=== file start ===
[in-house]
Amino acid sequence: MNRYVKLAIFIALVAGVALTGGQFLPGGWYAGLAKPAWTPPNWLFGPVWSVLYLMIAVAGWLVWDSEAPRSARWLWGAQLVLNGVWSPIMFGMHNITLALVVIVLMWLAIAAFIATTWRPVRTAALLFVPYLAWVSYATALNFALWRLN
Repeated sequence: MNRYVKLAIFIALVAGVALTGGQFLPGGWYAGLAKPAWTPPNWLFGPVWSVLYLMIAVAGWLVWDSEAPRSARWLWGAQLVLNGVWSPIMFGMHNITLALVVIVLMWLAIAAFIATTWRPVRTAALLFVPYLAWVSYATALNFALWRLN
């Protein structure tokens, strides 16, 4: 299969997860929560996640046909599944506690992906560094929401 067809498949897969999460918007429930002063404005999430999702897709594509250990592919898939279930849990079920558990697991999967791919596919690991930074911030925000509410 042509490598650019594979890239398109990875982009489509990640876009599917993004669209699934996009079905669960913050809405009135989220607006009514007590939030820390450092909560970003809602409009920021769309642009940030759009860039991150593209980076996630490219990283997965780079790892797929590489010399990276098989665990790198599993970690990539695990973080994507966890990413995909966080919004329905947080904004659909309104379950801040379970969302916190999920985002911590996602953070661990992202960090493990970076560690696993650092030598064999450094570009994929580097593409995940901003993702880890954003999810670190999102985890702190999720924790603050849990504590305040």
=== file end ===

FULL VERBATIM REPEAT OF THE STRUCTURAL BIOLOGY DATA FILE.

[in-house]
Amino acid sequence: MNRYVKLAIFIALVAGVALTGGQFLPGGWYAGLAKPAWTPPNWLFGPVWSVLYLMIAVAGWLVWDSEAPRSARWLWGAQLVLNGVWSPIMFGMHNITLALVVIVLMWLAIAAFIATTWRPVRTAALLFVPYLAWVSYATALNFALWRLN
Repeated sequence: MNRYVKLAIFIALVAGVALTGGQFLPGGWYAGLAKPAWTPPNWLFGPVWSVLYLMIAVAGWLVWDSEAPRSARWLWGAQLVLNGVWSPIMFGMHNITLALVVIVLMWLAIAAFIATTWRPVRTAALLFVPYLAWVSYATALNFALWRLN
């Protein structure tokens, strides 16, 4: 299969997860929560996640046909599944506690992906560094929401 067809498949897969999460918007429930002063404005999430999702897709594509250990592919898939279930849990079920558990697991999967791919596919690991930074911030925000509410 042509490598650019594979890239398109990875982009489509990640876009599917993004669209699934996009079905669960913050809405009135989220607006009514007590939030820390450092909560970003809602409009920021769309642009940030759009860039991150593209980076996630490219990283997965780079790892797929590489010399990276098989665990790198599993970690990539695990973080994507966890990413995909966080919004329905947080904004659909309104379950801040379970969302916190999920985002911590996602953070661990992202960090493990970076560690696993650092030598064999450094570009994929580097593409995940901003993702880890954003999810670190999102985890702190999720924790603050849990504590305040």